Fairytale Fallacies is an ongoing series in which we here at Animal School will separate fact from fiction in our favorite childhood stories, especially those that feature animals as main characters in some form. Our first installment is of course, Howler’s least favorite story: Little Red Riding Hood.
A Little Background on the Story:
This story was made famous by the Grimm Brothers around the 1850s, but several versions of the story existed prior to this, including some that date back to the first century, originating from the Middle East. Later versions emerged from all across Europe and even China, with the earliest published version coming out in 1697 in France. It was written by Charles Perrault.
Since then, the story has been retold, rewritten and changed quite a bit. The original versions of the story were very dark in tone, violent and graphic. Over the years, that’s been changed considerably into the more kid-friendly incarnations that we’re more familiar with.
The Story Itself:
While the beginning and the end of the story seems to differ greatly depending on who is telling it, the true meat of the story remains fairly similar. Little Red takes a trip toward her Grandmother’s house and meets a stranger through the woods, who turns out to be the wolf. She tells him about what she’s doing and unintentionally gives him information about the location of her Grandmother’s house. So, he steers her off the main path to give himself some time and dashes over to the house, and eats up poor Granny. Oddly enough, he’s still hungry and thus, disguises himself as Granny and waits for Little Red to arrive. And upon her entering the house, he eats her up as well. Usually at the last second, the woodsmen/huntsmen rushes in and saves them, pulling them out of the belly of the wolf.
The morals of the story are:
- Don’t wander off the path if you’re not sure where you’re going
- Don’t talk to strangers and certainly don’t let them into your home.
- Even charming strangers can be dangerous, especially to young girls
The Point of the Story:
As I pointed out in the morals of the story, this tale serves as a “stranger danger” type of story, originally intended to warn young girls of the dangers of prowling older men. The Perrault version of the story even says:
“From this story one learns that children, especially young lasses, pretty, courteous and well-bred, do very wrong to listen to strangers, And it is not an unheard thing if the Wolf is thereby provided with his dinner. I say Wolf, for all wolves are not of the same sort; there is one kind with an amenable disposition – neither noisy, nor hateful, nor angry, but tame, obliging and gentle, following the young maids in the streets, even into their homes. Alas! Who does not know that these gentle wolves are of all such creatures the most dangerous!”
Essentially, this means that it’s not so much real wolves you should be afraid of, but rather, people (or men in this case) who are wolves in sheep’s clothing.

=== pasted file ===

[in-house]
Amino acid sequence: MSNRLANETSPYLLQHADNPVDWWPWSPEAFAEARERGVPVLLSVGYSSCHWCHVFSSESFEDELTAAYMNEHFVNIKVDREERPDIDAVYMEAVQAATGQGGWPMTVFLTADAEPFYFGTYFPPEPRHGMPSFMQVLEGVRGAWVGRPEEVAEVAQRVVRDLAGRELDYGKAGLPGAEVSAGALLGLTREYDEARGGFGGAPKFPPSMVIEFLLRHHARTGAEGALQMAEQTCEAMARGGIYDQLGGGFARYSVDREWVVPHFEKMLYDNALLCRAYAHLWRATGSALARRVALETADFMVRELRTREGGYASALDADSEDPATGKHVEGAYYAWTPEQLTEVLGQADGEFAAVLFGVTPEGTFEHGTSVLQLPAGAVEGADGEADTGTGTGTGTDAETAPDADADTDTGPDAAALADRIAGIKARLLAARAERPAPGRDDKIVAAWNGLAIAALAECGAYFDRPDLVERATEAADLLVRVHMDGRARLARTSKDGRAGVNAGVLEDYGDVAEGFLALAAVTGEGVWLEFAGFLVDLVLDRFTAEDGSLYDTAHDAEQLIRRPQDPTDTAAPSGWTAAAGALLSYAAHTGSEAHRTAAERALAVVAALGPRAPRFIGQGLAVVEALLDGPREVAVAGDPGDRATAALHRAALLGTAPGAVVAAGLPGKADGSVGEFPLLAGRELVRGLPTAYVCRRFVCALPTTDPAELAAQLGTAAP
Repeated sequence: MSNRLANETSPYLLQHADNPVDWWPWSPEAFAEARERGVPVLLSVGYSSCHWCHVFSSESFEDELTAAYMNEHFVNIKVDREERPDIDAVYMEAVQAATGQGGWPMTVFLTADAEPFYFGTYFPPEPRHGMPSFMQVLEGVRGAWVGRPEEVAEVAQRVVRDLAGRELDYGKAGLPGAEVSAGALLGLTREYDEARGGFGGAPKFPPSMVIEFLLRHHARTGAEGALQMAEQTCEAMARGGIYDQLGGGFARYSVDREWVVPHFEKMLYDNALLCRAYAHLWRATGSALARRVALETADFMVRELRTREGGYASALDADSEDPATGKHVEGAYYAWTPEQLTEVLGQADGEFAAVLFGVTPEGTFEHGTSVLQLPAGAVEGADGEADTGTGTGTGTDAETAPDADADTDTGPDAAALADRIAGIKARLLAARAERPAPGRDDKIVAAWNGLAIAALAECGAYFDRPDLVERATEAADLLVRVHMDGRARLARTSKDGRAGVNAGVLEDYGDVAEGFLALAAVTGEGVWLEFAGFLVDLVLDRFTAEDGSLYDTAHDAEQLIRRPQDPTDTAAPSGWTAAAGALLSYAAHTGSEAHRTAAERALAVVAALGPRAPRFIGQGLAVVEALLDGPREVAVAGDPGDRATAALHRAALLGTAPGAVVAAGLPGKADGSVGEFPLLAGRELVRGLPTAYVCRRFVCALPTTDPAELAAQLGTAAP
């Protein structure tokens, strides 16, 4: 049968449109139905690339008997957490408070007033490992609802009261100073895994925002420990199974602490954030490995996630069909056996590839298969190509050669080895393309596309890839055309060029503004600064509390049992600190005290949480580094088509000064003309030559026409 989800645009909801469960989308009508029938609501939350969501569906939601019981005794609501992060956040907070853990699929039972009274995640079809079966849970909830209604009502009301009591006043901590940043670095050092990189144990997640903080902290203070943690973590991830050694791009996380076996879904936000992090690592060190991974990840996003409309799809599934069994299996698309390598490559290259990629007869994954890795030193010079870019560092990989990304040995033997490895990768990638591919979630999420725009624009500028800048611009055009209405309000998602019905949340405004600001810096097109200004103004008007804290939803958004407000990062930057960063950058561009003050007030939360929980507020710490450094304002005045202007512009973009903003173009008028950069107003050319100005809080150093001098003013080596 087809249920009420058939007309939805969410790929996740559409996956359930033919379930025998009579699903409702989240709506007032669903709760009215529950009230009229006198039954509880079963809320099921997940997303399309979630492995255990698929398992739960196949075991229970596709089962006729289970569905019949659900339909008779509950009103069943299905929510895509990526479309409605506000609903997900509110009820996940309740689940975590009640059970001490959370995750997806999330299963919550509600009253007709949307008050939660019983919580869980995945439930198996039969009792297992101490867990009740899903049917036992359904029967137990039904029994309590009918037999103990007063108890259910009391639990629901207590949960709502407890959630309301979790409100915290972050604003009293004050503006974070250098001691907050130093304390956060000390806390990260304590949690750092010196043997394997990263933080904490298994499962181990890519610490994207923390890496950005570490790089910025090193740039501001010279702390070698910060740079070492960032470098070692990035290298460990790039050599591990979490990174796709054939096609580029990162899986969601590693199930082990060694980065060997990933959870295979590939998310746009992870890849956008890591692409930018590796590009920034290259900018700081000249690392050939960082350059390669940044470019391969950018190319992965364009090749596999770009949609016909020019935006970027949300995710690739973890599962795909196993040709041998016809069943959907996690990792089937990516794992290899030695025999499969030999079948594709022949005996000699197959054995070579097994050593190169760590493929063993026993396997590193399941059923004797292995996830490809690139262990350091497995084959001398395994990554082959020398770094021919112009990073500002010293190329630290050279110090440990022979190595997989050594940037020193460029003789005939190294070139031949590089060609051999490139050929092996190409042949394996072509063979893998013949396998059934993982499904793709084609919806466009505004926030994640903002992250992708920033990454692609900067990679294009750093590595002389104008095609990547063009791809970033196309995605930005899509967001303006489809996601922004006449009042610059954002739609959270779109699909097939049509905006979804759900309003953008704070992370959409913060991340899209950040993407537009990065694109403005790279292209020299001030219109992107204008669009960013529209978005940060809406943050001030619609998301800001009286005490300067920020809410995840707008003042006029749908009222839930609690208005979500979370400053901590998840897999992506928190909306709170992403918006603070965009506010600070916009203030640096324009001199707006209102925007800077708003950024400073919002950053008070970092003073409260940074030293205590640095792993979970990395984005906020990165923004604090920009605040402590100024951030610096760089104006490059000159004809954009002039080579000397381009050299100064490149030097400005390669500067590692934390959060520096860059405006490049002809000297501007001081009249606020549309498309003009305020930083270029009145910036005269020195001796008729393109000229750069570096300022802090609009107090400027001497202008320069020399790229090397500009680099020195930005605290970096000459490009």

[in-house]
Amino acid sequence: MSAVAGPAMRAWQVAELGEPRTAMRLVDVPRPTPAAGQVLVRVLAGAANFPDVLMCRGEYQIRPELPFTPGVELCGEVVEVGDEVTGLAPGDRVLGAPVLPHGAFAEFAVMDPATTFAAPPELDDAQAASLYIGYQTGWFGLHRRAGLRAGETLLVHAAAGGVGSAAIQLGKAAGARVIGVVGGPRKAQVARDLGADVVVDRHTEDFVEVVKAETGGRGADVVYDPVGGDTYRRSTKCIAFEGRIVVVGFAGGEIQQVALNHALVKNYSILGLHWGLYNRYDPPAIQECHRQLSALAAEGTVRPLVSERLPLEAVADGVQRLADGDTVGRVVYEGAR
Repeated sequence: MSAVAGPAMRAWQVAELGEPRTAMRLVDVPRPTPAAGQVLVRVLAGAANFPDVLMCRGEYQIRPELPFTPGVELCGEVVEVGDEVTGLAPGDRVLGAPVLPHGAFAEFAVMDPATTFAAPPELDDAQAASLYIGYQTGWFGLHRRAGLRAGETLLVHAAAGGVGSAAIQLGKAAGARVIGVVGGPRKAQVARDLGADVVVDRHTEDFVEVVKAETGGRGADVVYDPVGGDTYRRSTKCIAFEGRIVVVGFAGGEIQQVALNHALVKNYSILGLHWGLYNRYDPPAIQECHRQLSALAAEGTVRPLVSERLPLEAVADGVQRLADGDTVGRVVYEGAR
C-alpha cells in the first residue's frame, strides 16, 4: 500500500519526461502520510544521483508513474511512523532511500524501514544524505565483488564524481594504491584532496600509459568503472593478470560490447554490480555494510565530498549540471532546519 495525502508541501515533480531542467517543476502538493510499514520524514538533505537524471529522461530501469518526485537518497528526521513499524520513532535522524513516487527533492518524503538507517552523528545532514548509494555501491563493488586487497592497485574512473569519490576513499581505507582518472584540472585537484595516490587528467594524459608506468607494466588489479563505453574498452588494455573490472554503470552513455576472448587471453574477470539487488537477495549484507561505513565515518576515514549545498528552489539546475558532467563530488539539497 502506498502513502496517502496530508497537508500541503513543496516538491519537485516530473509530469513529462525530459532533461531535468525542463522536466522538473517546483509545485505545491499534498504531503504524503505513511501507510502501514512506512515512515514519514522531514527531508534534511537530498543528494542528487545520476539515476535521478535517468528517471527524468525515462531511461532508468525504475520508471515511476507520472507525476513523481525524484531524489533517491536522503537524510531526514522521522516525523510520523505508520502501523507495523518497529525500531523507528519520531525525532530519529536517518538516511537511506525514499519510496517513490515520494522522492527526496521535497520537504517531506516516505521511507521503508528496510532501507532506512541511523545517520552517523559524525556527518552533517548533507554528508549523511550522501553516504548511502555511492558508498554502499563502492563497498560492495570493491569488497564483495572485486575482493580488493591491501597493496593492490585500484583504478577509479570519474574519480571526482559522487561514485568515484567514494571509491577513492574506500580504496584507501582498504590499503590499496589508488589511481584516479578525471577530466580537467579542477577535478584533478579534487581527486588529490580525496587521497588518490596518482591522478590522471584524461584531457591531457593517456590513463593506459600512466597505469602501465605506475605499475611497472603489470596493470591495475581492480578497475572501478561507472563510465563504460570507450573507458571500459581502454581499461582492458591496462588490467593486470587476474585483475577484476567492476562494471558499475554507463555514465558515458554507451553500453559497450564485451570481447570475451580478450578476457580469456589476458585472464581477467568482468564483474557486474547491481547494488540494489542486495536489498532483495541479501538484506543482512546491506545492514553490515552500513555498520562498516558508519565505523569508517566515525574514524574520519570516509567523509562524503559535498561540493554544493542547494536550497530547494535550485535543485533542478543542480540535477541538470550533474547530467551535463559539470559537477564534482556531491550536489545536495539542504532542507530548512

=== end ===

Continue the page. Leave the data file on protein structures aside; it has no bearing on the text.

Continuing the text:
The Unintended Consequences:
Despite this being a cautionary tale, folks took it literally and their fear of wolves reached an unprecedented apex. A lot of people thought that the story was about the dangers of real wolves and that they could actually eat you. While in reality, worldwide, wolves don’t normally attack humans. They’re often so afraid of people that they’ll do anything they can to avoid them. But obviously, if you ever ran into one in the wild, it is best to give them space and respect.
Sadly, this fear of wolves spread across the world and it had its most devastating affects here in North America, where the US Government for a while actually paid people to exterminate wolves for fear of loss of livestock, and loss to human life.
Truth be told, wolves do look intimidating. Their sharp teeth, large body size, their loud and haunting vocalizations and the fact they travel and live in packs that can number between three to fifteen but can reach up to near 60 members, is rather sobering. The reality is, however, wolves rather keep to themselves than bother people. I won’t deny, however, that livestock could make a meal for a hungry and desperate pack but that aside, you haven’t much to worry about from wolves.
Truths from Fiction:
- Again, wolves don’t normally like interacting with people. The wolf in this story is a metaphor or even an allegory for predatory people and predatory behavior.
- The Grimm Brothers’ version, along with other earlier versions, featured a lot of violent, gory and morbid scenes that at first glance, might not have much to do with the story as a whole. It’s possible these scenes were intended to serve as metaphors or symbolism for puberty, night and day, or even death and rebirth.
- There is a sequel to this story in which Grandmother and Little Red intentionally lure a wolf into their home and kill it in a pot of boiling water. This can be found in various collections of Grimm’s works.
- It’s interesting to note that the wolf character is alone in each version of the story. Wolves tend to live and hunt in packs. A wolf alone is either looking to start a pack on its own or is sick and is distancing itself from their pack. If I wanted to be more critical, the “solo-hunting” this character exhibits is more akin to a coyote or any type of large wild cat than a wolf.
It’s important to know that all fairytales and fables are fiction but are intended to teach a lesson. The characters, including the villains, are symbols, metaphors, or even allegories to real life situations, problems and behaviors. The wolf, in this case, is just that and does not reflect real wolves in the wild. So while it might be fun to dress up as the Big Bad Wolf for Halloween, you can at least have some peace of mind that no one will actually be eaten up!
Stay tuned for our next episode of Fairytale fallacies!
Stay wild, my friends!